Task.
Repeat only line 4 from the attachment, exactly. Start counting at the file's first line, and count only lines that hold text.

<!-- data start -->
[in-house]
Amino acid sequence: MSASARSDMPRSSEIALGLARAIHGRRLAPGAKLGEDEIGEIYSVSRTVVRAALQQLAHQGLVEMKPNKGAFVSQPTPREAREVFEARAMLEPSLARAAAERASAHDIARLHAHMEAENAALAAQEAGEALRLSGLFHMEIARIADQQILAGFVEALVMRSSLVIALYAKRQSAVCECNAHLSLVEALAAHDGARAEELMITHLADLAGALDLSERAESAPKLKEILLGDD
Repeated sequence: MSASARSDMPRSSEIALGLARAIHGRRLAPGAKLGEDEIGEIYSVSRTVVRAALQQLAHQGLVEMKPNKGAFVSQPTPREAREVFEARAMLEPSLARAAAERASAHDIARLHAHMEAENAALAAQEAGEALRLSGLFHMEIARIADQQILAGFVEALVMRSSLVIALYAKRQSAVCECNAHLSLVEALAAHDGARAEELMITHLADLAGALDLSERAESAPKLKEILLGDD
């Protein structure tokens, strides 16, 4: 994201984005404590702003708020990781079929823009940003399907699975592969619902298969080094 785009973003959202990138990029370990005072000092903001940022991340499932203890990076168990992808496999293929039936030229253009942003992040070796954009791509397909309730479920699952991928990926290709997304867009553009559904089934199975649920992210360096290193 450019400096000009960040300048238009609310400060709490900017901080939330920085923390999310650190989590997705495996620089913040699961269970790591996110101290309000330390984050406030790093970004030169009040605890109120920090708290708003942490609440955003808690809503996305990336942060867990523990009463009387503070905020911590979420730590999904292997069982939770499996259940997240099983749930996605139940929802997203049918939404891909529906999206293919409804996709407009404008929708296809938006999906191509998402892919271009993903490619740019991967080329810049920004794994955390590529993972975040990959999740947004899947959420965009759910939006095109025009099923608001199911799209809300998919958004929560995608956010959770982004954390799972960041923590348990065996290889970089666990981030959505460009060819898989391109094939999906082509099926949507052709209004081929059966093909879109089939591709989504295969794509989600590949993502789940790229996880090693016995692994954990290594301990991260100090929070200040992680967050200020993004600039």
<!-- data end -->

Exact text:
């Protein structure tokens, strides 16, 4: 994201984005404590702003708020990781079929823009940003399907699975592969619902298969080094 785009973003959202990138990029370990005072000092903001940022991340499932203890990076168990992808496999293929039936030229253009942003992040070796954009791509397909309730479920699952991928990926290709997304867009553009559904089934199975649920992210360096290193 450019400096000009960040300048238009609310400060709490900017901080939330920085923390999310650190989590997705495996620089913040699961269970790591996110101290309000330390984050406030790093970004030169009040605890109120920090708290708003942490609440955003808690809503996305990336942060867990523990009463009387503070905020911590979420730590999904292997069982939770499996259940997240099983749930996605139940929802997203049918939404891909529906999206293919409804996709407009404008929708296809938006999906191509998402892919271009993903490619740019991967080329810049920004794994955390590529993972975040990959999740947004899947959420965009759910939006095109025009099923608001199911799209809300998919958004929560995608956010959770982004954390799972960041923590348990065996290889970089666990981030959505460009060819898989391109094939999906082509099926949507052709209004081929059966093909879109089939591709989504295969794509989600590949993502789940790229996880090693016995692994954990290594301990991260100090929070200040992680967050200020993004600039």